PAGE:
Later –  It’s not quite dark yet, but I climbed into my tent to rest for my big day tomorrow. This will be my first night in my tent. It’s nice to be in here away from the crowd, and it’s cozy, but I think when I’m alone I’ll go back to no tent. I feel too cut off from nature.

Reflecting on my day,  I feel like I completed my first real hiking day; 12 miles, 10 hours and about 2000 feet in elevation – and it wasn’t easy. I’m still feeling the effects of the high altitude.  At 10,958 feet with a 40lb pack, Guyot pass was no walk in the park! I purposely did short days up until today to give myself plenty of time to acclimate before climbing Mt. Whitney. I hope I’m ready!

The trail was pretty desolate most of the day.  I only saw 3 people until about a mile out of lower Crabtree. It was also a day of wildlife sightings: the near-deadly coyote incident, mama doe and babies, a marmot (there are a lot here at camp) and another doe.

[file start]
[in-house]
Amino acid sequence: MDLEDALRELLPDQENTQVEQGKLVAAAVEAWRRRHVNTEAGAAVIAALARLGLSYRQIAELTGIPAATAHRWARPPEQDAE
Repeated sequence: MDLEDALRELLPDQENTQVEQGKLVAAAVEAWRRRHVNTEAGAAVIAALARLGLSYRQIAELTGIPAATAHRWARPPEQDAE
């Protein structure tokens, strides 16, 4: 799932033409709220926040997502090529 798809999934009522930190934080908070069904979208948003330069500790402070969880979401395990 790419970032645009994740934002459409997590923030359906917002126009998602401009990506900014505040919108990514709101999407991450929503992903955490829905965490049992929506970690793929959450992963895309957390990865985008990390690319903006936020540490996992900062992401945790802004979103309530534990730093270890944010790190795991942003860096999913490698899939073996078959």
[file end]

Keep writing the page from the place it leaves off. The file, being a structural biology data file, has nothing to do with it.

My body is feeling pretty good, except the muscle or tendon I strained behind my left knee when I slipped in the mud getting to camp at Soldier Lake yesterday.  It’s a recurring injury that I always tweak when I fall (and I fall on every backpacking trip).  It’s a little painful today, especially when I land on my left foot a certain way that twists it slightly. The tendonitis in my left foot is acting up too. But it’s not horrible, I can walk. It’s a good thing I brought lots of Ibuprofen!  Other than that I’m just feeling your run-of-the-mill tiredness. I wonder what I’ll feel like in a week?  Two weeks? Three? It’s only day three, I could be out here another twenty seven days!